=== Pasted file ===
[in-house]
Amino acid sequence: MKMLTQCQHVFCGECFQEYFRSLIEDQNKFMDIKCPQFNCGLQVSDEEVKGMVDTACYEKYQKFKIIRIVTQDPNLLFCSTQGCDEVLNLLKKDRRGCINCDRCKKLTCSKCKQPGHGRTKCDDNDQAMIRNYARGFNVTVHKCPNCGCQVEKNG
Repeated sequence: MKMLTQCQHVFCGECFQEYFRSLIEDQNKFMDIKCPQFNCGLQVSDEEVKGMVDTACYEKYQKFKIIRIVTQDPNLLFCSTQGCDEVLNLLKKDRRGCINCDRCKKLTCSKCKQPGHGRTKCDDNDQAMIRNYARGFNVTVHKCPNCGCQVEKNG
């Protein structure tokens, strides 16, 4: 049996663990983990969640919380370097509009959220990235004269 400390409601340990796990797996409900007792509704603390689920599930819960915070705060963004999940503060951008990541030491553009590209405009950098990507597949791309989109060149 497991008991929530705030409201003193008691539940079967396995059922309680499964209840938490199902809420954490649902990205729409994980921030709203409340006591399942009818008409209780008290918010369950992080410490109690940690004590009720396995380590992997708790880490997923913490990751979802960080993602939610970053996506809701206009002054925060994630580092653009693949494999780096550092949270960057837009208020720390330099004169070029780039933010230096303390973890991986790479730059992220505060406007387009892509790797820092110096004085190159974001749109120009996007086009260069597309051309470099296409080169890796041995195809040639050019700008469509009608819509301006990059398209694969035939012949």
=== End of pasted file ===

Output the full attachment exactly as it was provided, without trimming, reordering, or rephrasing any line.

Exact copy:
[in-house]
Amino acid sequence: MKMLTQCQHVFCGECFQEYFRSLIEDQNKFMDIKCPQFNCGLQVSDEEVKGMVDTACYEKYQKFKIIRIVTQDPNLLFCSTQGCDEVLNLLKKDRRGCINCDRCKKLTCSKCKQPGHGRTKCDDNDQAMIRNYARGFNVTVHKCPNCGCQVEKNG
Repeated sequence: MKMLTQCQHVFCGECFQEYFRSLIEDQNKFMDIKCPQFNCGLQVSDEEVKGMVDTACYEKYQKFKIIRIVTQDPNLLFCSTQGCDEVLNLLKKDRRGCINCDRCKKLTCSKCKQPGHGRTKCDDNDQAMIRNYARGFNVTVHKCPNCGCQVEKNG
């Protein structure tokens, strides 16, 4: 049996663990983990969640919380370097509009959220990235004269 400390409601340990796990797996409900007792509704603390689920599930819960915070705060963004999940503060951008990541030491553009590209405009950098990507597949791309989109060149 497991008991929530705030409201003193008691539940079967396995059922309680499964209840938490199902809420954490649902990205729409994980921030709203409340006591399942009818008409209780008290918010369950992080410490109690940690004590009720396995380590992997708790880490997923913490990751979802960080993602939610970053996506809701206009002054925060994630580092653009693949494999780096550092949270960057837009208020720390330099004169070029780039933010230096303390973890991986790479730059992220505060406007387009892509790797820092110096004085190159974001749109120009996007086009260069597309051309470099296409080169890796041995195809040639050019700008469509009608819509301006990059398209694969035939012949």